Remarkably, before starting his first year at NYU—on full scholarship—Hart launched a creative visual multimedia brand (including merch) called Love Hart. It’d be an ambitious undertaking for any artist, but one he has continued in tandem with his studies, though he admits the idea was initially born in a moment of pre-college insecurity.
“Once I knew that I would be attending NYU, for some reason I had somewhat of a fear that I didn’t have a signature style that would help me stand out. I don’t know why this was such a big deal for me but I knew I loved to play with a wide variety of styles, aesthetics, and mediums at the time,” he explains. “I thought to myself: While other photographers brand themselves with their work showcasing signature looks and/or aesthetics, why don’t I just actually brand my creative content under one roof but make it all correlate in thought and approach?
“As Love Hart is actually my name, I decided to use that as my premise of creating,” Hart continues. “I want everything that I do to stem from a place of being conscious about love. Whether that be love of self, love of another being, or love of one’s community, I want all of my work to explore this journey we know as love.”
Hart’s love for his work has clearly bolstered his confidence, as he now has a clear vision for his personal and professional brand. “My goal with Love Hart is to honestly build a lucrative brand that shifts the culture of what a brand could be,” he says. “I don’t know if I have ever heard of a photographic-driven brand. The curiosity of wanting to see all that a photographic brand could be is what motivates me. I often question: Could there ever be an equivalent of a RocNation in the photo world? A Disney? A 40 Acres and a Mule? A Tyler Perry Studio? The list goes on. What does that look like? What does that feel like? As of right now, I don’t know the answer to that question but eventually, Love Hart will answer.”
Refreshingly, Hart’s ambition is matched by humility—and reverential perspective that belies his 20 years.
“I am inspired by legacies. I have always been drawn to powerful people of color who use their voice to positively impact the society around them,” he says. “I’m talking Dr. Deborah Willis. I’m talking Spike Lee. Gordon Parks, Oprah Winfrey, James Baldwin, Angela Davis…the list goes on. I am also very inspired by young creatives who are paving the way for me, as well. I thank the Tyler Mitchells, Barry Jenkins, Justin Bettmans, Dana Scruggs, the Campbell Addys of the world for creating content that displays modern stories of color and continuously growing with their craft.”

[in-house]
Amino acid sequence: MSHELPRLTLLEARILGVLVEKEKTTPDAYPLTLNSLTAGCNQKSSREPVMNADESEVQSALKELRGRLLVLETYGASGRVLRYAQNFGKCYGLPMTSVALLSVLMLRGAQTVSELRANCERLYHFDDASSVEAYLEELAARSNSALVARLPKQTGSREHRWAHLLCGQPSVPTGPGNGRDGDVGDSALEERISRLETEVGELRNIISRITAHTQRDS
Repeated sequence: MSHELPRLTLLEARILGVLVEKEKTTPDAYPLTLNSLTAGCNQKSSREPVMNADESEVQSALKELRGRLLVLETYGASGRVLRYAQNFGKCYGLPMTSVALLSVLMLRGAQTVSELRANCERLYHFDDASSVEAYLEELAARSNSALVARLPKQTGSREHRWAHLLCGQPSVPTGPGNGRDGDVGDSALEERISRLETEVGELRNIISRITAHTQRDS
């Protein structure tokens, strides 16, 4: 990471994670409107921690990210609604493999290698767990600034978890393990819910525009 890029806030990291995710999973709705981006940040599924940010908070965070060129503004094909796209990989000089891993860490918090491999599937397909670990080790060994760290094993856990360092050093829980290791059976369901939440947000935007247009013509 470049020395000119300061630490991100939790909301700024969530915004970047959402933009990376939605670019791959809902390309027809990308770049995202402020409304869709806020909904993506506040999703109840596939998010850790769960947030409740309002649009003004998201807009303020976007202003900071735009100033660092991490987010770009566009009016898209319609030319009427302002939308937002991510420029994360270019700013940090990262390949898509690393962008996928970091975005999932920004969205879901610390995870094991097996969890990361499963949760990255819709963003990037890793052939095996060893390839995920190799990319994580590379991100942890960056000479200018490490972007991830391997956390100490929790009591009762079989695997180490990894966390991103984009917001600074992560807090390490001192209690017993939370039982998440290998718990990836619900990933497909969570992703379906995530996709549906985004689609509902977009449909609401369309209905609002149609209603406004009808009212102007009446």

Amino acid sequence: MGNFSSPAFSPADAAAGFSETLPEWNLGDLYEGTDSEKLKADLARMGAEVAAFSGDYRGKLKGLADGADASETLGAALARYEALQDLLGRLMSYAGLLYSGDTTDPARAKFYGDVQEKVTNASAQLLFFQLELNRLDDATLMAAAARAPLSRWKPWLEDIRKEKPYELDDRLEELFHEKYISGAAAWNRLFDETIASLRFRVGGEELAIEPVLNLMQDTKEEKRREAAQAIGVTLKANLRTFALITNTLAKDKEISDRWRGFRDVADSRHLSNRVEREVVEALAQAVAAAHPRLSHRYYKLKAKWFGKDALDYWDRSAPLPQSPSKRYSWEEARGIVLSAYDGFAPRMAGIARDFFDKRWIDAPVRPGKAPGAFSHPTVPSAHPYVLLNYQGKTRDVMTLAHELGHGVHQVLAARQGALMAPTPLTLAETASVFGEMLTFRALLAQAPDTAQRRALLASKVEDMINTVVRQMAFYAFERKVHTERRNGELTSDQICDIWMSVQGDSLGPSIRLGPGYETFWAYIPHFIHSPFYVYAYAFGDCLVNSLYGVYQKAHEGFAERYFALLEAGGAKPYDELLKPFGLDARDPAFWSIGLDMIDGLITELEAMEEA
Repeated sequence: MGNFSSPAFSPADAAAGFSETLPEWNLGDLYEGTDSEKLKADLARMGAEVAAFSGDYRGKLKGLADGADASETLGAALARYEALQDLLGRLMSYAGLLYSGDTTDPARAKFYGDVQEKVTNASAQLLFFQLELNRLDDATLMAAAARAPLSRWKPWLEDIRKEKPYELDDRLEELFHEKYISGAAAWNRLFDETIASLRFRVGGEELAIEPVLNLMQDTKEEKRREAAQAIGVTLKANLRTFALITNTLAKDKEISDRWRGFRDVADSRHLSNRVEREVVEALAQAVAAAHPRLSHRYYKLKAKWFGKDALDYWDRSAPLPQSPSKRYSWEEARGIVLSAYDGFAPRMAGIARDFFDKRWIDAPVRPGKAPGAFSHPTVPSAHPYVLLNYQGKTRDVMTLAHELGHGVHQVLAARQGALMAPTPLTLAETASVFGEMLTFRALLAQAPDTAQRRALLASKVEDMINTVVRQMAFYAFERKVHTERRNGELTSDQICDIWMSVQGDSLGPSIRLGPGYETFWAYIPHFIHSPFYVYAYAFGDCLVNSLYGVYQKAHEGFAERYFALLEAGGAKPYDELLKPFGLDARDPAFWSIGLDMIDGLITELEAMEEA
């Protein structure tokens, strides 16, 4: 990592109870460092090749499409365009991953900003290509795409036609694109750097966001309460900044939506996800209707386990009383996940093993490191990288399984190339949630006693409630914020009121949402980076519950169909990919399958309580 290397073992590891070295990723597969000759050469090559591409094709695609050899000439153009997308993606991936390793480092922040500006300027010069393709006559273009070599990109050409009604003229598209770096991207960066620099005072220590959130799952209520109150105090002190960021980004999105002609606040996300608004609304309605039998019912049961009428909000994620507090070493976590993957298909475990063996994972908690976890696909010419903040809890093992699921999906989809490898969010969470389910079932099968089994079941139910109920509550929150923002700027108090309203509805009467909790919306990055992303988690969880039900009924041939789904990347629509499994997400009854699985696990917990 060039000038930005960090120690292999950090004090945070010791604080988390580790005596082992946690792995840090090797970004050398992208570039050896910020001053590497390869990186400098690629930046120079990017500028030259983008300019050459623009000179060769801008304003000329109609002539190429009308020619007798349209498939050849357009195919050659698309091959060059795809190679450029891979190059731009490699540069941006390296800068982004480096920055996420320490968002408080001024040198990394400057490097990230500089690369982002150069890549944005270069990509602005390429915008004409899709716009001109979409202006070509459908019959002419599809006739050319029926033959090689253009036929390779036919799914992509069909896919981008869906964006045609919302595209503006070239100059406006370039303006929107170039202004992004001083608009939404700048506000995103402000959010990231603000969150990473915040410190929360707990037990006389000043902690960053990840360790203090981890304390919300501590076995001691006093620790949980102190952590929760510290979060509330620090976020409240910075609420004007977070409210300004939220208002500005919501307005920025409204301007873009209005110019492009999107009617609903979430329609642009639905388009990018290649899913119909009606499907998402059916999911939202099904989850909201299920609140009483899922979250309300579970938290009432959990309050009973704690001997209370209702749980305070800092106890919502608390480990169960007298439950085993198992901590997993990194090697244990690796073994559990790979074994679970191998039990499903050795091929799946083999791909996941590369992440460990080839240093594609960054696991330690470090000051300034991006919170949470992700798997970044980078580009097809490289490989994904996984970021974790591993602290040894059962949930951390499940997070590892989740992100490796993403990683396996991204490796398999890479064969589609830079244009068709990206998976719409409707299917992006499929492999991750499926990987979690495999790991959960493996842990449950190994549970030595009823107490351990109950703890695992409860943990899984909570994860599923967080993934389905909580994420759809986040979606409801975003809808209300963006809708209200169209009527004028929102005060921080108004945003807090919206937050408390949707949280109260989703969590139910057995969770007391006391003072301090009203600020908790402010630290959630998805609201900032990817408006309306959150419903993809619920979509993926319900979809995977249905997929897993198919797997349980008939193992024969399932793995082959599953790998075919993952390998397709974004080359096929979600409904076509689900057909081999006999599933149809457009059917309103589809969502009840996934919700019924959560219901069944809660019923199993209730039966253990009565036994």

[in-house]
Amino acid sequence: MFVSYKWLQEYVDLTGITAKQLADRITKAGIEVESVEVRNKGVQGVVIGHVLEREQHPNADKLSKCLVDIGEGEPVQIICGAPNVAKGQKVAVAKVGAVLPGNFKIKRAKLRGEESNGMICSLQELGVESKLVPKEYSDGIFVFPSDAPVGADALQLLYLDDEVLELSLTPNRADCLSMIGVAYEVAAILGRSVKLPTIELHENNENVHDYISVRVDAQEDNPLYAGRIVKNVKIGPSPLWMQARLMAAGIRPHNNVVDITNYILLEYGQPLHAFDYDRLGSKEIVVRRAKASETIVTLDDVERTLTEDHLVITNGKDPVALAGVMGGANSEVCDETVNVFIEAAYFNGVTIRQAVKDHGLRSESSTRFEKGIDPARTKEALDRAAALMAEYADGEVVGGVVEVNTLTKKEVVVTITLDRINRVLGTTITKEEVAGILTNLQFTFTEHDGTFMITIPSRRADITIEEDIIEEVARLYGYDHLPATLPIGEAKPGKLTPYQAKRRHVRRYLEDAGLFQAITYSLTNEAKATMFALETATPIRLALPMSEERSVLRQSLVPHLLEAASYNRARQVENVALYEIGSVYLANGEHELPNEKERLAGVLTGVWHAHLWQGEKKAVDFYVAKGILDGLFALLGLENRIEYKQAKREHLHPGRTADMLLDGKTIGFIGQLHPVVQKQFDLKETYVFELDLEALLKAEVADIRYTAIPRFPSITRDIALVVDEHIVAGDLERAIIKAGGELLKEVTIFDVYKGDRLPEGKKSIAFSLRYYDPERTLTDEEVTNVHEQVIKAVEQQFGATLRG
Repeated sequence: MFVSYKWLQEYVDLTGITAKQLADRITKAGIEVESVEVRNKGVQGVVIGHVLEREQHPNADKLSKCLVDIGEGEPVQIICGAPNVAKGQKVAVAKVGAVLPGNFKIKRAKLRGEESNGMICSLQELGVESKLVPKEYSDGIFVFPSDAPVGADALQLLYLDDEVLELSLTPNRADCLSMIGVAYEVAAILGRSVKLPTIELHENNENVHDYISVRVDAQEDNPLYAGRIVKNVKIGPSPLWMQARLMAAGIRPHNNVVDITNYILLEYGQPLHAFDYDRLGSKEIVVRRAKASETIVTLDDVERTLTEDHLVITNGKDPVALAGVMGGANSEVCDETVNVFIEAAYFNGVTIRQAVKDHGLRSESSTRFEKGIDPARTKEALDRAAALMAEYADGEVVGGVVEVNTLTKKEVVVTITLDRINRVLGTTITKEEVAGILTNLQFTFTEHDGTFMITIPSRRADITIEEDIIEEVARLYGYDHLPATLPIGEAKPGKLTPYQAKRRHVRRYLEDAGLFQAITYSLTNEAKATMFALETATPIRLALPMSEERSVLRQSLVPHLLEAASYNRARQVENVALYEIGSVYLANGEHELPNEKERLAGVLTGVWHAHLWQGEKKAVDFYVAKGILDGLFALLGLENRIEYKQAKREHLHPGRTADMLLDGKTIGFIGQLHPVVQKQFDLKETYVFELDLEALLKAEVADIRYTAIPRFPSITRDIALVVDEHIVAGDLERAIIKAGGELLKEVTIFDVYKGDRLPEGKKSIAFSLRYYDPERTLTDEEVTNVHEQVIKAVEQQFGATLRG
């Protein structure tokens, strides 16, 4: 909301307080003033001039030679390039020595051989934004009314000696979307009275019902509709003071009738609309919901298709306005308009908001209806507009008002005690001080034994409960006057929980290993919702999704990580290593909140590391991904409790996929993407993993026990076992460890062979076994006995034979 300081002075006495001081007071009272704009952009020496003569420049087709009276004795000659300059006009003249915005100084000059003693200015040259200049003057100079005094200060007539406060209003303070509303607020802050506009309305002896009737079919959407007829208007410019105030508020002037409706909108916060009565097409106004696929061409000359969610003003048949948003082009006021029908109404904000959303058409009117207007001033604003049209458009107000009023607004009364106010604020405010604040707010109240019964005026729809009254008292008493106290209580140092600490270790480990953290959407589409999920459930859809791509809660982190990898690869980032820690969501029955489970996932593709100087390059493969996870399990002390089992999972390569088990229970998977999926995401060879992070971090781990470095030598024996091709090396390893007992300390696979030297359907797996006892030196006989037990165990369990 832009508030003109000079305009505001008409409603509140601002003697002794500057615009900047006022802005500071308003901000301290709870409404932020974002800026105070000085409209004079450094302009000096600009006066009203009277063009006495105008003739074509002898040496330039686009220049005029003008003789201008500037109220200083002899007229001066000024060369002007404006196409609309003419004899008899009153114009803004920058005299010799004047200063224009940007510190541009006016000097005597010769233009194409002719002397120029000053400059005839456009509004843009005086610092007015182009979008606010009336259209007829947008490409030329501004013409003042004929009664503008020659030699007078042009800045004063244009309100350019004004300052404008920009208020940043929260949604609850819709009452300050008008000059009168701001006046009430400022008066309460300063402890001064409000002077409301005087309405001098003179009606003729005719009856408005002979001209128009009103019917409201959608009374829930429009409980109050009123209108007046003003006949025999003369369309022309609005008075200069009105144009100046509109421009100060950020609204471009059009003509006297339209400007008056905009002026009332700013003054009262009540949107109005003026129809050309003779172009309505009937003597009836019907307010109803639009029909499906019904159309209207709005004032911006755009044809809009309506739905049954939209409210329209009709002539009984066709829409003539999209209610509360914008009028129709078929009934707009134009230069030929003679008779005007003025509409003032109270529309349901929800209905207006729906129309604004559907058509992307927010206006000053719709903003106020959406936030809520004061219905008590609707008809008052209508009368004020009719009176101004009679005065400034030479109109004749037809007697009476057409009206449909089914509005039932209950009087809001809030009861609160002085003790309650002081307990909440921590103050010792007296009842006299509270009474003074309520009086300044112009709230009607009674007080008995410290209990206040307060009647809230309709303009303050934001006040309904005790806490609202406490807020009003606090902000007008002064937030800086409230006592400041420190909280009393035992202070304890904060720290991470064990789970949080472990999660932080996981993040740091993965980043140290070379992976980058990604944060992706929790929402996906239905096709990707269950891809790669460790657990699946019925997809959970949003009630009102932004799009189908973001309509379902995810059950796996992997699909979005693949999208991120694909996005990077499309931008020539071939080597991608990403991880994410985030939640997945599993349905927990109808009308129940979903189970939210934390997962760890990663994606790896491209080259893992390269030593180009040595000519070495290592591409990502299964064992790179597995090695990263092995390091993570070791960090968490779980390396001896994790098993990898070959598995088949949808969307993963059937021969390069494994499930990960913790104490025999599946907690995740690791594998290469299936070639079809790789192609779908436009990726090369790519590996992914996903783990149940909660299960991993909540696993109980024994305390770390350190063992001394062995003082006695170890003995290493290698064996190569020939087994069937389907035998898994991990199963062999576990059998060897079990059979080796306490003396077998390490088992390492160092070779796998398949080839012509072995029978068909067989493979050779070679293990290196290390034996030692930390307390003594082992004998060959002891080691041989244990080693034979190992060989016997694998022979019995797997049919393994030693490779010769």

And of course, the Carters—Jay-Z and Beyoncé, that is. As Hart, whose Twitter bio warns “I take pics and talk about Beyoncé constantly” explained in a post, he’s “been in the Hive since my mom would play ‘Cater 2 U’ while we cleaned the house.”
“How can one not love Beyoncé?” he asks. “For me, it’s the work ethic and passion that she has for her craft that I am so inspired by. This love that she has for what she does is just so evident in her work. For some reason that ambition of hers, that love, it just resonates with me.”
One can’t help but hope that Hart’s tribute has caught the eye of Queen Bey (since she’s been known to help make a young photographer’s name) but his biggest muses are much closer to home.
“Most of all, I am inspired by my aunt and my grandmother, who have always taught me to be a go-getter, to use my voice for good,” he says. “Without their guidance and love, I simply would not be the man I am. So all that I do is driven by what they taught me to be.”
While he’s clearly finding solace in creative output, Hart is equally feeling empathy for his peers, especially artists financially dependent on their craft who are struggling while we continue to quarantine.
“Art and creativity are always necessary. If someone is a true creative they can’t fight the urge to create...you always get over that hump somehow,” he says, later adding, “My heart goes out to all creatives as well as workers in every field who are falling victim to not being able to work.”
“I’m coping with just lots of planning, writing, my grandmother’s cooking, [and] the remix of ‘Savage’ with Beyoncé,” Hart responds when asked how he’s handling this period of uncertainty. “Just simple things that bring me joy.”